Another embodiment of the invention relates to a color liquid crystal (LCD) display. The color LCD display includes a white light source, a red light source, a night vision imaging system (NVIS) filter receiving light from both the white light source and the red light source, and a liquid crystal display stack positioned to receive light from the diffuser.
An additional embodiment of the invention relates to a method for lighting a full color liquid crystal display. The method includes providing a white light source and a red light source. The method further includes providing a NVIS filter to receive a light input from the white light source and the red light source and filter the light input to remove light having a wavelength above 610 nm.
The invention will become more fully understood from the following detailed description, taken in conjunction with the accompanying drawings, wherein like reference numerals refer to like elements, and in which:
Base 110 can include a plurality of normal mode white light sources 120. According to an exemplary embodiment, normal mode white light sources 120 can be evenly spaced LEDs utilized during Normal Mode operation. Normal Mode operation can be utilized during daylight operation or night operation when the NVIS goggles are not being used. Normal Mode operation is utilized wherein bright illumination of LCD stack 190 is desirable. Bright illumination of LCD stack 190 is desirable to make the display visible during daylight operation, such that the display is readable even in direct sunlight. According to an exemplary embodiment, illumination requirements for normal mode operation can be between approximately 0.05 foot-Lamberts and 250 foot Lamberts, Accordingly, Normal mode white light sources 120 can provide sufficient illumination such that the light output, after passing through LCD stack 190, satisfies illumination requirements for both day and night operation. According to an alternative embodiment, normal mode white light sources 120 can be replaced any other type of light emitting source, including a single light emitting source, such as, but not limited to, a serpentine hot cathode fluorescent tube, an incandescent light source, or a halogen light source.
Wall 130 can include NVIS white light source 140 and NVIS red light source 150. NVIS White light source 140 can be any white light source projecting light through NVIS filter 160 along waveguide 170. Although NVIS white light source 140 is shown as a light emitting diode, according to alternative embodiments, NVIS White light source 140 can be any type of light source such as, but not limited to, a fluorescent, incandescent, or halogen light source.
NVIS red light source 150 can be any light source projecting light within the spectrum from approximately 580 nm to 620 nm through NVIS filter 160 along waveguide 170. Although NVIS red light source 150 is shown as a light emitting diode, according to alternative embodiments, NVIS red light source 150 can be any type of light source projecting light within the spectrum from approximately 580 nm to 620 nm such as, but not limited to, a fluorescent, incandescent, or halogen light source.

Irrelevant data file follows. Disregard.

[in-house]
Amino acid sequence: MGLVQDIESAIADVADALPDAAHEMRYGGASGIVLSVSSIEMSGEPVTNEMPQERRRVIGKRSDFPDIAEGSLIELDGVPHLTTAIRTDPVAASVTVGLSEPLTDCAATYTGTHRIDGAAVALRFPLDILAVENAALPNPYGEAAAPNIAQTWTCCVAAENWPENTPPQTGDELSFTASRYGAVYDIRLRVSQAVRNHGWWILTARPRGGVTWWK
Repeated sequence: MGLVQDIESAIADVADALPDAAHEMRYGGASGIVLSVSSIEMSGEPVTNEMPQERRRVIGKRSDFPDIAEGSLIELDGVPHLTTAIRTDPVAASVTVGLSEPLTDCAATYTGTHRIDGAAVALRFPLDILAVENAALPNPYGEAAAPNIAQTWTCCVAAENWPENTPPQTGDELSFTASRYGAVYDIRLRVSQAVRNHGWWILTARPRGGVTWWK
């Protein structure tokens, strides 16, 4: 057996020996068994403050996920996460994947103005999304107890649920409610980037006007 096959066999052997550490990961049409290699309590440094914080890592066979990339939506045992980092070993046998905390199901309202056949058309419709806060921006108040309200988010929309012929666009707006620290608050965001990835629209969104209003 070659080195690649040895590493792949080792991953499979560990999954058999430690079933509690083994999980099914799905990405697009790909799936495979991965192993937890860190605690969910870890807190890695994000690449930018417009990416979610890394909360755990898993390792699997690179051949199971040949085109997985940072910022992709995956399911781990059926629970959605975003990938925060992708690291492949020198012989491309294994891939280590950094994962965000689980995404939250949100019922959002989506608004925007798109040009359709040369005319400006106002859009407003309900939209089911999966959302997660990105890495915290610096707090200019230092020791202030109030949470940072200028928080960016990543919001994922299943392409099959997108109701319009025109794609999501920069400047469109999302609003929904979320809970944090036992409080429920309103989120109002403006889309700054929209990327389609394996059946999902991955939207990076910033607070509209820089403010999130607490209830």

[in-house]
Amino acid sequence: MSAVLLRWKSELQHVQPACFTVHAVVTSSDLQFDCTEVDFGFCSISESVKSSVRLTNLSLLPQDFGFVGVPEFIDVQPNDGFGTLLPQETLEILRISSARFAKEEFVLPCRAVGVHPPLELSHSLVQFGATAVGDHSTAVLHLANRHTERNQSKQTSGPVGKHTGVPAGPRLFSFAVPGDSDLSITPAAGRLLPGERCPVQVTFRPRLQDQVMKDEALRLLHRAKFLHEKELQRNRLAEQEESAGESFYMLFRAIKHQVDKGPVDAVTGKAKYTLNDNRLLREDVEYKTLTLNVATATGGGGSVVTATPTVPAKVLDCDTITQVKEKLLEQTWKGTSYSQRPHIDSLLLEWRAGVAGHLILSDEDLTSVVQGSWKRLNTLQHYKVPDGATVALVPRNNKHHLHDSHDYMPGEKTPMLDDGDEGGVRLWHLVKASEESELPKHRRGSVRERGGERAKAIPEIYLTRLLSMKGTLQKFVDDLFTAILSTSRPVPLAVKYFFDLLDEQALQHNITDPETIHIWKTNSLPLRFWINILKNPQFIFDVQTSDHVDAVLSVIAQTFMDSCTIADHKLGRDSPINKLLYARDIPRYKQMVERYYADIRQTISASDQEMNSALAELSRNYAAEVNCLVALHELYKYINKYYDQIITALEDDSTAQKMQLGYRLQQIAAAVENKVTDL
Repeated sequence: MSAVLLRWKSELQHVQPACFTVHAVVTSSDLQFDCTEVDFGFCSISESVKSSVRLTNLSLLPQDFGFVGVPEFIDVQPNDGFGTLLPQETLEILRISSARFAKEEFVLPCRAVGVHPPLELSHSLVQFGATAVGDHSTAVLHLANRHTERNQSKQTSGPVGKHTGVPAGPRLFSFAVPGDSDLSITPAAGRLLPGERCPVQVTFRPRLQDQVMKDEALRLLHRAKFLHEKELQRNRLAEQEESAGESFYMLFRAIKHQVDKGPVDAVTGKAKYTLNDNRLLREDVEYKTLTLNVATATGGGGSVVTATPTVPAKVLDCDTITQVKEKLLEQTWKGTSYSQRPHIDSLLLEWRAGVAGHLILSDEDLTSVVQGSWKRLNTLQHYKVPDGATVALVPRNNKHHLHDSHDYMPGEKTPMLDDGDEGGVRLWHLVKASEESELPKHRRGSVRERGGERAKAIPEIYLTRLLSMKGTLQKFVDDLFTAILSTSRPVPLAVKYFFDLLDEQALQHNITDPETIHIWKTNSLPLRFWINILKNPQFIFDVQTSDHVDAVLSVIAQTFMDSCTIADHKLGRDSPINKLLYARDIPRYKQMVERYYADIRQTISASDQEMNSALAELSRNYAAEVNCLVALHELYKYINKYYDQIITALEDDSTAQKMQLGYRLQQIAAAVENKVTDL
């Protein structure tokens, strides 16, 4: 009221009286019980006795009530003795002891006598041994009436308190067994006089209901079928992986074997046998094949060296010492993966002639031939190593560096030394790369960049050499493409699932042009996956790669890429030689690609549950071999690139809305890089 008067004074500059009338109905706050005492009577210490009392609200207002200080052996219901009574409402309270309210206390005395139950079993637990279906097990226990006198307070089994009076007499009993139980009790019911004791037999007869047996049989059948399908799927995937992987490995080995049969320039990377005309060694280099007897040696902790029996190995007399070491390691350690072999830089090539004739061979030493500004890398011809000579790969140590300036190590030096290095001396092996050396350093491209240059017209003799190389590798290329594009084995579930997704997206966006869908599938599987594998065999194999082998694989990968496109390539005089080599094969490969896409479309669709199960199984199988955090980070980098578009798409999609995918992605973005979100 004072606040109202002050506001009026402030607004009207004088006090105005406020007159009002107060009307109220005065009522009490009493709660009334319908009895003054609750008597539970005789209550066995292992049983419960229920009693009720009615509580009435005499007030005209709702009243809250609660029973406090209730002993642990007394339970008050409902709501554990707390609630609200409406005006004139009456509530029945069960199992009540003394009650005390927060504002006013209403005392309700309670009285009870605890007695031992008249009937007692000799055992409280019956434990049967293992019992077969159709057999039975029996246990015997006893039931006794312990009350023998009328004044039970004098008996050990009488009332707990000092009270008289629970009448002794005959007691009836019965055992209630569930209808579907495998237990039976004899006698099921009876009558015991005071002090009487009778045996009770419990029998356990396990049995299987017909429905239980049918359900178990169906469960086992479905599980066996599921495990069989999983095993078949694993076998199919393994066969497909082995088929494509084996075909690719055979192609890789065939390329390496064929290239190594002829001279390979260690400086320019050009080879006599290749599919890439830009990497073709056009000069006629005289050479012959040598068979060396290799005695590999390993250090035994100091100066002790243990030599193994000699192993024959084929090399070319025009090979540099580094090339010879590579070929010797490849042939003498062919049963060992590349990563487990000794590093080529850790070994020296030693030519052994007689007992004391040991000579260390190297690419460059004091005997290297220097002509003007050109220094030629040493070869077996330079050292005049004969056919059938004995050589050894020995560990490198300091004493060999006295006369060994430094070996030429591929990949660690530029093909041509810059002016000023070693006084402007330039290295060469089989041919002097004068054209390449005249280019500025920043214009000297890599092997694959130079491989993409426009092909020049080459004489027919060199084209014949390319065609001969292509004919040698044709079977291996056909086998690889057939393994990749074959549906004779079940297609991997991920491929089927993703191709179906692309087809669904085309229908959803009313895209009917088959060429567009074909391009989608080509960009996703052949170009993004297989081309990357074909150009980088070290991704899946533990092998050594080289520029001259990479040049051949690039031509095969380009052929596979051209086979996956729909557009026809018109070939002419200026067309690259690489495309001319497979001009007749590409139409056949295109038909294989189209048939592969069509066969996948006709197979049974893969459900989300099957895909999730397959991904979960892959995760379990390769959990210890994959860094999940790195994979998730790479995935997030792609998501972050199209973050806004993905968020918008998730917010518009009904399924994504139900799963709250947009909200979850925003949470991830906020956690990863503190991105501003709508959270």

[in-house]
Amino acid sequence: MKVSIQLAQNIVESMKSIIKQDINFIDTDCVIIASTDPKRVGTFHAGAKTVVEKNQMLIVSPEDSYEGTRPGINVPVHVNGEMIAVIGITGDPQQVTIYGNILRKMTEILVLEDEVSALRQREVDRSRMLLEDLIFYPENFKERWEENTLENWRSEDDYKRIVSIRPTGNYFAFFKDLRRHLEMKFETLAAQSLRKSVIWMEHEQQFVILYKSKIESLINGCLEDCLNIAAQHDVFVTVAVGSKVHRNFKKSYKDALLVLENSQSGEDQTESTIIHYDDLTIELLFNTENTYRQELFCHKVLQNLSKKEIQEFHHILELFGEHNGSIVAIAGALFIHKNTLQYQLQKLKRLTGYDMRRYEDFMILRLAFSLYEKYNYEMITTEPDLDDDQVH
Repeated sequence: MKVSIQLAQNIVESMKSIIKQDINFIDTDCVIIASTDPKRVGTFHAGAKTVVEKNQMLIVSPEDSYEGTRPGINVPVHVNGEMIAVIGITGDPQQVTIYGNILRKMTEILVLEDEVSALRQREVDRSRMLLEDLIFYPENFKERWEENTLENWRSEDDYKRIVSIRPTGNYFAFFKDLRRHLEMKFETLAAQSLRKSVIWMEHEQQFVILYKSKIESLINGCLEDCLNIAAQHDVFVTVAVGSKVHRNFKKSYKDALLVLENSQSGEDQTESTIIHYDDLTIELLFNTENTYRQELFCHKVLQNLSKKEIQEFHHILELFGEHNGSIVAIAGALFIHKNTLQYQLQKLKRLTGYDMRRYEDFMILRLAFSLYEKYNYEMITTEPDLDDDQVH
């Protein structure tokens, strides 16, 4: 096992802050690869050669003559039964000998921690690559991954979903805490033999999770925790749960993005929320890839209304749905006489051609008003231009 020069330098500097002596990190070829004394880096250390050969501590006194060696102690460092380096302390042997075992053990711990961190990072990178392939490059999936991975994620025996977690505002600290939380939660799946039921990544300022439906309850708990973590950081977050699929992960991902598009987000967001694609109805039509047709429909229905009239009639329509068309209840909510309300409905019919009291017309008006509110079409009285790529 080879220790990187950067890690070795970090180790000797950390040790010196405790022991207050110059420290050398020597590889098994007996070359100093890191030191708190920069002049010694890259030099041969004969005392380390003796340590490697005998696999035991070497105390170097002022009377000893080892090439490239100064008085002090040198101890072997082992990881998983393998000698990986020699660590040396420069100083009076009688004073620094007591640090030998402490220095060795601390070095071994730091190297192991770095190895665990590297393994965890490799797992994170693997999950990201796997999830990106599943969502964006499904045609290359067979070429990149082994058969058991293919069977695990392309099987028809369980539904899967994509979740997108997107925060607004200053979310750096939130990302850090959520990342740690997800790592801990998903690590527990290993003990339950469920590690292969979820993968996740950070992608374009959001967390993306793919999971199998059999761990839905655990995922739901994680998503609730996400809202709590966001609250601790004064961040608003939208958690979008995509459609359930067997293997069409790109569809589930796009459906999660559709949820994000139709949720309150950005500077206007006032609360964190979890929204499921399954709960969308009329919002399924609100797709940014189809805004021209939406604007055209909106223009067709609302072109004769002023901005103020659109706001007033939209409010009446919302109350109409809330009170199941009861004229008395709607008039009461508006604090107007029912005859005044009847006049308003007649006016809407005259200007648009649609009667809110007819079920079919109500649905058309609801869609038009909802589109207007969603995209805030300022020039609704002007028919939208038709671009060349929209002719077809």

NVIS filter 160 can be any type of light filter capable of absorbing or reflecting lamp emissions between 610 nm and 930 nm and having good transmission for visible wavelengths between 440 nm and 610 nm. Examples of NVIS filters can include, but are not limited to, absorptive glass or dichroic hot mirrors.
Waveguide 170 can be made from glass or optical plastic that transmits visible light. For a LCD with a 6 inch by 8 inch active area, the waveguide may be approximately 6 inches by 8 inches by 0.25 inches thick. In operation, waveguide 170 receives light input from NVIS white light source 140 and NVIS red light source 150 along one or more of the edges proximate to the NVIS light sources. Typically, light is reflected along the length and width of the waveguide until it hits a portion of the bottom surface which has been designed to scatter light out of the waveguide and through the display.
According to an exemplary embodiment, waveguide 170 can include a bottom internal edge 172 and a top internal edge 174. Bottom internal edge 172 can be coated with white paint to scatter the light as it is reflected from bottom internal edge 172. In operation, the light scattered by bottom internal edge 172 will pass through top internal edge 174 to diffuser 180 as the scattered light exceeds the angle of reflection of top internal edge 174. Waveguide 170 may alternatively include other devices which are configured to redirect light.
Diffuser panel 180 can be a LCD backlight diffuser panel, which spreads light evenly and reduces brightened or darkened areas. Diffuser 180 can receive light and scatter the light to reduce features of the light source and provide a uniform light source to blacklight LCD stack 190. As the light travels, it is deflected out the top and toward LCD stack 190. LCD Stack 190 can be any type of liquid crystal display stack.